D. G. Yuengling & Son has been a family-run brewery for five generations, Now its chief, Dick Yuengling, is struggling to pass the baton to his four daughters.
Watch the video and say whether the statements below are true or false.
1. Dick Yuengling bought the business in 1958.
2. Dick Yuengling is about to turn 71.
3. Dick Yuengling is not an easy person to get on with.
4. Dick Yuengling wants his daughters to show initiative.
5. Dick Yuengling is known for working very long days.
6. Dick Yuengling sometimes doesn't have enough time to devote to his family.
7. It's Dick Yuengling's daugher's birthday the following day.
I started to work here in 1958 with my grandfather. I bought the brewery in 1985 and we weren’t doing nearly the business we are doing today. We’re trying to compete with Budweiser, Miller and Coors at a pricing level where we really shouldn’t be able to accomplish, but if we can do it efficiently we can play with these guys. I’m 71. I don’t know how many years do I have left. I drop dead, and what’s going to happen? Very few family businesses they can say that they have the next generation stepping forward. It’s good to have the whole flock here.
I think our employees really appreciate that we are such a long-term family business. They’ve got a good support system to rely on for the next generation. In terms of succession and planning, it’s surprising in many respects that we’ve gotten as far as we have.
You can’t send Billy up here for a loan! They don't have it on the floor yet.
It’s been his company for so long and his way of doing things. It’s his way.
Yeah, alright, okay. Good-bye.
Takes time for him to have a comfort level with anybody, even if it’s his daughters. He holds things very close to the vest. You’re really guessing what’s on his mind and what he wants to do.
You are what you are, how you’ve been taught and grown up. Chipping away at the wall to get information out of me is probably a very good assessment, that’s okay, but they have to do it. I can’t read their minds. I want them to learn and if you don’t ask questions, you try to do new things, you don’t learn anything. I don’t want them just being followers. They have to learn to lead.
Yes, we make mistakes, we’re supposed to make mistakes, but he’s seen our commitment, he’s seen that we’re willing to work at it.
We need to regroup on what style seasonal we're going to produce next.
You want to stay away from that IPA thing. Every craft beer is full of hops.
But I think that’s in some ways what the consumer wants and I don't think, I mean, our Octoberfest is not like now like that, Summer Wheat is not necessary like that. So if you want it to try and appeal to that consumer, maybe an IPL is a good option.
Just so it's a good, palatable brand, it’s not overwhelming with hops and that’s what I’m talking about.
So we don't have an answer, but we have a direction. It helps.
Okay, can I go now?
Yes, you’re excused. Oh! What’s are the chances that he’ll be back by 10?
You pick and choose your battles. There’s things I would do differently, you know, I do fight for it now and you can potentially alienate him and I don’t want to create that. That’s not my nature.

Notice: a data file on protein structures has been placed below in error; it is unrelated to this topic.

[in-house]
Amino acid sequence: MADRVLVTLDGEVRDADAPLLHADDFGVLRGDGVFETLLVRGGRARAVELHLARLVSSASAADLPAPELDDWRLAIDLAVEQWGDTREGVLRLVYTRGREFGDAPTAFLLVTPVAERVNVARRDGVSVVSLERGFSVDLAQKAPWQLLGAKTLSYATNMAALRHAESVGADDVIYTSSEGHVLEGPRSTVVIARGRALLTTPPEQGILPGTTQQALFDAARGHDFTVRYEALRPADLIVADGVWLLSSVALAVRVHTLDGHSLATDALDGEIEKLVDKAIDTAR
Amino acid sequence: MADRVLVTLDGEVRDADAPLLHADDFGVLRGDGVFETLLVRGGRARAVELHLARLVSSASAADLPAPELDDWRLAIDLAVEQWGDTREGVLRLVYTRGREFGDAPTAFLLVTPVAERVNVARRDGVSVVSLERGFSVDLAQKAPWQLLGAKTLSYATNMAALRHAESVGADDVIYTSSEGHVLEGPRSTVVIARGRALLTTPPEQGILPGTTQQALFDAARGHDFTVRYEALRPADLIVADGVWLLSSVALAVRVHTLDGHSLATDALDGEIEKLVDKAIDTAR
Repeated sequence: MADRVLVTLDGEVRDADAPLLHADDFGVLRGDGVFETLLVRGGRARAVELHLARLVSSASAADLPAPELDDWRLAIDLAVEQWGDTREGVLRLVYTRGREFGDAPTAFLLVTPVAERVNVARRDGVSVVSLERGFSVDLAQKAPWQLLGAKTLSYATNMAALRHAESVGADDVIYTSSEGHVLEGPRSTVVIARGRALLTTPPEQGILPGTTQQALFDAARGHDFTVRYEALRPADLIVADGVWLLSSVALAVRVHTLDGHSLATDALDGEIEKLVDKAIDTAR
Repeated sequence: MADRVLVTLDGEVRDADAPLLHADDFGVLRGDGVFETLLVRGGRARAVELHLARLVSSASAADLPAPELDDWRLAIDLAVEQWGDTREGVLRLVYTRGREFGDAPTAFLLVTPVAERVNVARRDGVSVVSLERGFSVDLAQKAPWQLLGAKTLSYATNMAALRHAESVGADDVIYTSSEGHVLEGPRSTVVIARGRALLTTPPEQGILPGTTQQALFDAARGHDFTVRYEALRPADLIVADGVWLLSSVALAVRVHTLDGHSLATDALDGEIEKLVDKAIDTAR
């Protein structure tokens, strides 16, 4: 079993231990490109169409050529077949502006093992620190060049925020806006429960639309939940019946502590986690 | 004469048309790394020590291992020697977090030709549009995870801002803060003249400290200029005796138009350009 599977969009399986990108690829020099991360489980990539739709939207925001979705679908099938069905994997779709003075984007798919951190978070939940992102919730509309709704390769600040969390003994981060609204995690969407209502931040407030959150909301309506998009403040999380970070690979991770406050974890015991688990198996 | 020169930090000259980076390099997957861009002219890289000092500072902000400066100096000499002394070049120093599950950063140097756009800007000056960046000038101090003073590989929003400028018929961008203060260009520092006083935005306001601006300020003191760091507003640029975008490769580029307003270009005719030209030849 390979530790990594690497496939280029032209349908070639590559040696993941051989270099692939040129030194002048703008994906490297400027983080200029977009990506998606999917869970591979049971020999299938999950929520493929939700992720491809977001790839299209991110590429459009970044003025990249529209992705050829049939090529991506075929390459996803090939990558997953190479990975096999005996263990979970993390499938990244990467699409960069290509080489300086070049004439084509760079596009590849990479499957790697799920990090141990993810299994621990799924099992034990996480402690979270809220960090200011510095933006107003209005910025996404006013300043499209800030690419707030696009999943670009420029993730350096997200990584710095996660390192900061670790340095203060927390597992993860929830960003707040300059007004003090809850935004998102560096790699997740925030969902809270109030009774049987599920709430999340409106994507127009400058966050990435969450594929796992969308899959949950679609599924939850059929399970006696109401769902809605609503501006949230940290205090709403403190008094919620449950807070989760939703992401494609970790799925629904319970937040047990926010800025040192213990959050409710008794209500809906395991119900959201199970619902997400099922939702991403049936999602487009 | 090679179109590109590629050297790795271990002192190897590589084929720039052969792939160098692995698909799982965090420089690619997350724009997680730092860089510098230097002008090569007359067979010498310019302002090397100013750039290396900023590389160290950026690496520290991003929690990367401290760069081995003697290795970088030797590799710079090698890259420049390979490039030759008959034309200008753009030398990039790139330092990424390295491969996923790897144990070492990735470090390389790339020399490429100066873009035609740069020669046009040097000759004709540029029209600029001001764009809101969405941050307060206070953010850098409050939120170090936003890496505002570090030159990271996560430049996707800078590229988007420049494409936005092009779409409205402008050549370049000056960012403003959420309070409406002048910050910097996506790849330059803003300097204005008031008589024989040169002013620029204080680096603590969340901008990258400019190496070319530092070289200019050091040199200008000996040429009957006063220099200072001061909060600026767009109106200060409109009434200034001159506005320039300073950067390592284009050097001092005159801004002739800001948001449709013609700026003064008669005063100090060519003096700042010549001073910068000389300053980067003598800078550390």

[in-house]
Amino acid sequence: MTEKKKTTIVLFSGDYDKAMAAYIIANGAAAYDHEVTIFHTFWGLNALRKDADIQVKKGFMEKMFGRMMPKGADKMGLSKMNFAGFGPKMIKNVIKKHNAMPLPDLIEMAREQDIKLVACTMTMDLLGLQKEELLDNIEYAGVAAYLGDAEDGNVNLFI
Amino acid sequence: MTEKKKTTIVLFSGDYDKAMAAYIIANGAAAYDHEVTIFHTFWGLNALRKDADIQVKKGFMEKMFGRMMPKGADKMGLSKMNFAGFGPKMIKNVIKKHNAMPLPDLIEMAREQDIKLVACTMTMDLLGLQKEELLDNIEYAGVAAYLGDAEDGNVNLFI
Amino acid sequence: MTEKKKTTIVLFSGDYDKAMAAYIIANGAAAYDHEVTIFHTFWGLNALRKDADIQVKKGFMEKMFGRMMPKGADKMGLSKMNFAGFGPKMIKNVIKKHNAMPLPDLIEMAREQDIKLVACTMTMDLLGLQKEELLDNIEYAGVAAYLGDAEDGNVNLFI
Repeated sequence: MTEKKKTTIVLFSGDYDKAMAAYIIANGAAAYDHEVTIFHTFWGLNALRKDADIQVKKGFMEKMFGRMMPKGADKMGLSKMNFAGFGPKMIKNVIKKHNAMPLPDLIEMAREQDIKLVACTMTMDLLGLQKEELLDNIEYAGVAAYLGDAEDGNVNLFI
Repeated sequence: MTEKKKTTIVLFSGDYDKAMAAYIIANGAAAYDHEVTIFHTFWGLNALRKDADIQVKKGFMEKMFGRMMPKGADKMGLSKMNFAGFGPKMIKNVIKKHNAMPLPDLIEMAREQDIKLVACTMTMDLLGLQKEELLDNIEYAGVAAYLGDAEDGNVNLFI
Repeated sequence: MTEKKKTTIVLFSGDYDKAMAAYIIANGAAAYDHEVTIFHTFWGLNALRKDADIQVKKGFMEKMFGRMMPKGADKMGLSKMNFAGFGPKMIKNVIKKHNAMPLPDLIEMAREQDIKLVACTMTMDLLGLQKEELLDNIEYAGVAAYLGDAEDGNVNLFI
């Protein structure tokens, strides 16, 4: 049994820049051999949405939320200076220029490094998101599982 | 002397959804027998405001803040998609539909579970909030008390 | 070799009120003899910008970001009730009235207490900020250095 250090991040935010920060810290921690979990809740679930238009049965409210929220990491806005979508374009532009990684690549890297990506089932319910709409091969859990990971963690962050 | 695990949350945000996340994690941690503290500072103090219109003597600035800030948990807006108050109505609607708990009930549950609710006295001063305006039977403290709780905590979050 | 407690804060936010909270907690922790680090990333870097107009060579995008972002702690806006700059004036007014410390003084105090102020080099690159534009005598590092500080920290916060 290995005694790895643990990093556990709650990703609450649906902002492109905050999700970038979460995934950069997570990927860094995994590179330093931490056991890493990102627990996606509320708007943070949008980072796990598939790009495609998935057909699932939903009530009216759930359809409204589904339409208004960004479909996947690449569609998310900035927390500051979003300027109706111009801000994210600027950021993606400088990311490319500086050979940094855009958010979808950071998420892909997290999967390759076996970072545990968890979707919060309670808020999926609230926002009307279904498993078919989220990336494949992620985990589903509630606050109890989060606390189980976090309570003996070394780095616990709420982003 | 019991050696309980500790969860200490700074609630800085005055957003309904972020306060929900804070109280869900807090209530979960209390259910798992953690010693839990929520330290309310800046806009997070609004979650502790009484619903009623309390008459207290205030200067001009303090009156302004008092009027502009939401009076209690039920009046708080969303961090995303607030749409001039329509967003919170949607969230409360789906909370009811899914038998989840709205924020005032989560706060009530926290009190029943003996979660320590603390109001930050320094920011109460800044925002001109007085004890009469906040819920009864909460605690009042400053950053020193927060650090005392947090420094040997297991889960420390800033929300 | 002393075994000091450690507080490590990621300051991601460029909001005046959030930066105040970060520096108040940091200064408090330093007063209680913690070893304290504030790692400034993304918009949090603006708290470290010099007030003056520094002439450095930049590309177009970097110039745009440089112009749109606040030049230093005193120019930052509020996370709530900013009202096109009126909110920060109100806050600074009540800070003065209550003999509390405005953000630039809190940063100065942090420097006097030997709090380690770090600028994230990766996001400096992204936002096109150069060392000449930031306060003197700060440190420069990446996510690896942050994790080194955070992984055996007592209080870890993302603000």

I think for a while there we were just sort of here. And we were employees, and it was still my dad running the show and I think people have started to recognise that we are stepping up and we’re doing more. It’s our future.
The commitment that you have to make, if that bothers you, then you shouldn’t be here. I love it. I thrived on it. The busier I am the more I like it. I’m slowly gonna put my 10, 11, 12 hours in, but they're just ripping fun to me. I don’t think I’m in too bad a shape for my age and I’m trying to keep myself together. I wanna live to be a 100.
He’ll never make the decision to step away from the business. When he’s no longer here it’s gonna be because he’s gone.
I devoted my life to this basically. My kids, they all played some kind of sports and I’d get to their home games when I could. Kids want to see their parents at the game, but I don’t get there all the time.
I have a tremendous amount of respect for where the company is. I understand his choices and I can see now why he did those things. I’m okay with it all, but it’s not the way that I would choose to do things. I work a lot but I don’t know if I’ll ever work as much as my Dad.
You didn't get things done here. What’s going on?
You know, this is his life and that’s not how I approach it.
I’m leaving. I’ll see you on Monday.
What’s the matter with tomorrow?
I won’t be here.
It’s my birthday. Did you know that?
Oh, happy birthday…
Did you know that?
She’s 39 tomorrow.
Certainly you’re committed to your children but you’re also committed to your business, if you’re gonna be successful.
Alright. See you later.
Alright. I love you.
Love you. Good-bye.
Whether I sacrifice something with my children, I don’t know, but some day they’ll come to realise here’s what we got because of that, and I’ll be judged accordingly. And maybe they won’t do as much as I did but they’ll do it better.
How you feeling, Coop, all right?
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